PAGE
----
Why ASC operators should watch medical office building transactions — 3 insights

Retail investors are snapping up medical office buildings, and activity in the sector could have implications for ASC operators, according to Hammond Hanlon Camp Vice President Matthew Tarpley.

Note: Responses were lightly edited for style and clarity.

Question: A recent H2C report showed there were few new entrants in the medical office building sector in the first quarter. Why do you think that was the case?

Matthew Tarpley: Despite significant interest from new entrants, which have put forth quality offers on medical office buildings brought to market, new entrants were overshadowed by more traditional medical office building investors. These investors were aggressive buyers at slightly lower cap rates than past acquisition yields seeking to satisfy their appetites for new purchases.

Retail investors were among the new entrants in the medical office building sector in the first quarter. A lot of the typical retail investors are looking outside of their normal parameters because of the recent wave of retailers that are struggling. Retail investors view healthcare tenants as "stickier." Additionally, the potential for mergers and acquisitions in the healthcare space is substantially higher, and this could lead to future credit enhancements. Several funds that were not typically looking at healthcare as of 24 to 36 months ago have become active healthcare asset buyers — for example, Broadstone and Angelo Gordon.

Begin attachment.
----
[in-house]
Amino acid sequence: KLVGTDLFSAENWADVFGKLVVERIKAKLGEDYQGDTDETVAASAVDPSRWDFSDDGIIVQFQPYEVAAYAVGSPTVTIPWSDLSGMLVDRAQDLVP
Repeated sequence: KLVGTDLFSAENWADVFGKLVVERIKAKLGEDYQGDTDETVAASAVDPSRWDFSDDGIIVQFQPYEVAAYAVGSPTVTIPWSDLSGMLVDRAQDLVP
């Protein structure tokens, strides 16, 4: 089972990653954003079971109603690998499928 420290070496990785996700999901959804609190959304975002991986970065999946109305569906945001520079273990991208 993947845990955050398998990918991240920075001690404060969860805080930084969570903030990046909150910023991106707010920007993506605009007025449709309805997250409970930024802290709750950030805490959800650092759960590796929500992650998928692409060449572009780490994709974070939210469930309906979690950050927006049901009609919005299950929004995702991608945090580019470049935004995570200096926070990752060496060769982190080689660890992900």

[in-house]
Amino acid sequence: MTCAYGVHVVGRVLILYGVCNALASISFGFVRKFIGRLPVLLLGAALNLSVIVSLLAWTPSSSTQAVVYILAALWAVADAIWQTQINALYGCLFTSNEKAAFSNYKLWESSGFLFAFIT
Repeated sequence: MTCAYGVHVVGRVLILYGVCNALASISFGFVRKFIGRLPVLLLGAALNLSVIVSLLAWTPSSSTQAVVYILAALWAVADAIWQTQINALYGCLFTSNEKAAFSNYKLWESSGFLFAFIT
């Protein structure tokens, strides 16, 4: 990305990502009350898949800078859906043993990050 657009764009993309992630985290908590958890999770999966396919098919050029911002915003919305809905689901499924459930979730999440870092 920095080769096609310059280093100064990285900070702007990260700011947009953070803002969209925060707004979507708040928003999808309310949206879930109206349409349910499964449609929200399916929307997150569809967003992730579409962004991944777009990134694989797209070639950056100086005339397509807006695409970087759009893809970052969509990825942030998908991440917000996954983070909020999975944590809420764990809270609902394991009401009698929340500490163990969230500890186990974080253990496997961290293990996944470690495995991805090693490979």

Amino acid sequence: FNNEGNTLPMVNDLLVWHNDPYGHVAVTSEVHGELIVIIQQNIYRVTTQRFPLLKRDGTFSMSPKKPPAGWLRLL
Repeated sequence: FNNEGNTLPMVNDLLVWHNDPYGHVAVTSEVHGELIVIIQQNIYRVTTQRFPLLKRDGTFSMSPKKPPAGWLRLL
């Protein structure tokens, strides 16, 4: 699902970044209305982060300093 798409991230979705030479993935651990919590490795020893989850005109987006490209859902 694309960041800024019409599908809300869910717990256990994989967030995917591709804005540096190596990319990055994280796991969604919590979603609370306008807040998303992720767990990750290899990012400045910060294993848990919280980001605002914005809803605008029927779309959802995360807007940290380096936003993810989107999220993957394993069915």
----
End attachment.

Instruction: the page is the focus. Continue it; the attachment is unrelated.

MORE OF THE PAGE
Q: What do you expect medical office building transaction activity will look like in the second quarter and for the remainder of 2019?

MT: There are several notable large transactions that we're aware of under contract, and the competition level for "mid-sized" deals ($10 million to $35 million) has never been more intense. We've also seen data from Preqin that shows more "dry powder" allocated to real estate than ever before ($2 trillion). Rates seem to be flat or even potentially moving downward, which leads us to believe that we're in a pocket in the market and there is runway to sell into this space.

Q: Why should ASC operators be watching the level of activity in the medical office building sector? In other words, how can a dip or surge in activity affect surgery centers?

MT: For ASC operators that own their real estate, a strong medical office building market typically translates to higher [property company] values. The investor pool is largely the same, with some minor exceptions.

Interested in participating in future Becker's Q&As? Email Angie Stewart at astewart@beckershealthcare.com.

More articles on transactions/valuation:
Physicians Endoscopy partners with Cleveland hospital & more — 6 ASC industry notes
The 5 legal issues ASCs need to know when considering an M&A deal
How physician practices can prepare for antitrust reviews before a transaction

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